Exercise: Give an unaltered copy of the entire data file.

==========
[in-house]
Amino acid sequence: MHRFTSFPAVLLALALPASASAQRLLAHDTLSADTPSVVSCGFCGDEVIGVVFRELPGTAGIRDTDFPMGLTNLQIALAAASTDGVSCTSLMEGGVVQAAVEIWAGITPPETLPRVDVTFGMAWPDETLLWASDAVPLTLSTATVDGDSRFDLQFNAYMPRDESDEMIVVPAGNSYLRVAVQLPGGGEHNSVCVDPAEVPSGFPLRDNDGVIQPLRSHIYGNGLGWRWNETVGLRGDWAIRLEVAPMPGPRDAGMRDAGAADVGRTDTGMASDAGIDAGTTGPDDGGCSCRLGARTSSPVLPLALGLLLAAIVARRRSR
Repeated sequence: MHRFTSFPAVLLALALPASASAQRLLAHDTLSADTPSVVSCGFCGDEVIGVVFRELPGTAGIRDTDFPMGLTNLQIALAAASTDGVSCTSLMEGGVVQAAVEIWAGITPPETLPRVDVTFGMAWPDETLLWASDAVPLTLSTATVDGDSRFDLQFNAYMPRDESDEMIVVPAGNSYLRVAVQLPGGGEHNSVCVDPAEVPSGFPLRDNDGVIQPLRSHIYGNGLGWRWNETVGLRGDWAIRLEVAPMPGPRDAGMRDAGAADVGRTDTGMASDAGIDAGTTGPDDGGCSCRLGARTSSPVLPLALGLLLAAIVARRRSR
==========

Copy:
[in-house]
Amino acid sequence: MHRFTSFPAVLLALALPASASAQRLLAHDTLSADTPSVVSCGFCGDEVIGVVFRELPGTAGIRDTDFPMGLTNLQIALAAASTDGVSCTSLMEGGVVQAAVEIWAGITPPETLPRVDVTFGMAWPDETLLWASDAVPLTLSTATVDGDSRFDLQFNAYMPRDESDEMIVVPAGNSYLRVAVQLPGGGEHNSVCVDPAEVPSGFPLRDNDGVIQPLRSHIYGNGLGWRWNETVGLRGDWAIRLEVAPMPGPRDAGMRDAGAADVGRTDTGMASDAGIDAGTTGPDDGGCSCRLGARTSSPVLPLALGLLLAAIVARRRSR
Repeated sequence: MHRFTSFPAVLLALALPASASAQRLLAHDTLSADTPSVVSCGFCGDEVIGVVFRELPGTAGIRDTDFPMGLTNLQIALAAASTDGVSCTSLMEGGVVQAAVEIWAGITPPETLPRVDVTFGMAWPDETLLWASDAVPLTLSTATVDGDSRFDLQFNAYMPRDESDEMIVVPAGNSYLRVAVQLPGGGEHNSVCVDPAEVPSGFPLRDNDGVIQPLRSHIYGNGLGWRWNETVGLRGDWAIRLEVAPMPGPRDAGMRDAGAADVGRTDTGMASDAGIDAGTTGPDDGGCSCRLGARTSSPVLPLALGLLLAAIVARRRSR